Julia van Velden

Julia is generally interested in socio-ecological systems and sustainable resource extraction. She started her PhD project in 2017 with the Environmental Futures Research Institute at Griffith University. She investigated the spatial and social dynamics of the bushmeat trade in savanna systems of Africa.  She is particularly interested in the use of social science theory to inform conservation problems, as well as the use of spatial analyses to investigate extraction levels. Julia is also interested in the use of novel interview techniques for estimating the prevalence of illegal or illicit activities. Her research aimed to inform which interventions used to address bushmeat are best for reaching both conservation and development goals in southern Africa. This project was supervised by Prof. Hamish McCallum and Dr Duan Biggs (both Griffith University) as well as Prof. Kerrie Wilson (UQ).

Before the start of her PhD, Julia completed her Master’s degree in Conservation Biology at the University of Cape Town, investigating the conflict between Blue Cranes and farmers in the Western Cape, South Africa with Prof. Peter Ryan. She has also spend time working with the Mauritian Wildlife Foundation to conserve the endangered Pink Pigeon.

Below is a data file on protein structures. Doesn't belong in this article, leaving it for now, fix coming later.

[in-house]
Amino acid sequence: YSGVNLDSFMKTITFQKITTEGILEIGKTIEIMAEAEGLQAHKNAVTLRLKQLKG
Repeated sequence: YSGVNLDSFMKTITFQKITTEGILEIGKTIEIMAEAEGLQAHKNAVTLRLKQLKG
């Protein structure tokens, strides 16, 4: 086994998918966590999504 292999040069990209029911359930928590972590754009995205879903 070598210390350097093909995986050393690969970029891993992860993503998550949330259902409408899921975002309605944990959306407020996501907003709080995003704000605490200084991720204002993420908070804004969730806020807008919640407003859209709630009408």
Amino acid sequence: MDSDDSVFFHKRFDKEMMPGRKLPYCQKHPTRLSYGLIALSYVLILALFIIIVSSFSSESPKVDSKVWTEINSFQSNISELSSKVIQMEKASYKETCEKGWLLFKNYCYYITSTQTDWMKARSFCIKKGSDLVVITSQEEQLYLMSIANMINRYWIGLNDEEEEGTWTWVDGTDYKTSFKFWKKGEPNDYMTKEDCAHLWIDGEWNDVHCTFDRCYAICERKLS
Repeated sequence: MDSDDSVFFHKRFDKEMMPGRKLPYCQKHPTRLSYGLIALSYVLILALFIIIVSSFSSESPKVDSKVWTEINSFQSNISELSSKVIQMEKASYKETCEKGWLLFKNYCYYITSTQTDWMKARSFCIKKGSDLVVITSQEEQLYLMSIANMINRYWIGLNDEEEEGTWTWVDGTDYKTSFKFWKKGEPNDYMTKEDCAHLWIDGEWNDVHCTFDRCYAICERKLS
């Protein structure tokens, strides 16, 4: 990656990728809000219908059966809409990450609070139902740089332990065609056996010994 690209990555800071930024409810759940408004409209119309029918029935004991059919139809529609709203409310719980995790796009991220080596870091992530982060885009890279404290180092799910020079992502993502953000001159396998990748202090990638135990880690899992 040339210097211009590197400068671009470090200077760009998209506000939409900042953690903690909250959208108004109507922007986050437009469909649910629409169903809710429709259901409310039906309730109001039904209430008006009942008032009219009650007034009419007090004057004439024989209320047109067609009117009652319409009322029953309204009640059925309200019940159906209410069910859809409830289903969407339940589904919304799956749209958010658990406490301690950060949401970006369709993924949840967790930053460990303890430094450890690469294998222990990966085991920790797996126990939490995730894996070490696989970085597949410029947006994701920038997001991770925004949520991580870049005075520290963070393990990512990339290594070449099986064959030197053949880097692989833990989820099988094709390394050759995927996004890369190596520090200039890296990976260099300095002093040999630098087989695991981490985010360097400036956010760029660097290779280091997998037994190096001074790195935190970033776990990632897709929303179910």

Research theme

Conservation decision making in social-ecological systems

Email: juliavanvelden@gmail.com

Twitter: @juliavanvel

Researchgate: https://www.researchgate.net/profile/Julia_Van_Velden


J.L van Velden, A. Koeslag, O. Curtis, T. Gous, & A. Amar. 2017. Negative effect of mite (Knemidokoptes) infections on reproductive output in an African raptor. The Auk: Ornithological Advances, 134 (3): 498-508.  http://dx.doi.org/10.1642/AUK-16-134.1

J.L. van Velden, R. Altwegg, K. Shaw & P.G. Ryan. 2016. Movement patterns and survival estimates of Blue Cranes in the Western Cape. Ostrich: Journal of African Ornithology, 88 (1). http://dx.doi.org/10.2989/00306525.2016.1224782

J.L. van Velden, T. Smith & P.G. Ryan. 2016. Cranes and crops: investigating farmer tolerances towards crop-damage by threatened Blue Cranes (Anthropoides paradiseus) in the Western Cape, South Africa. Environmental Management, 58 (6) 972-983. https://doi.org/10.1007/s00267-016-0768-1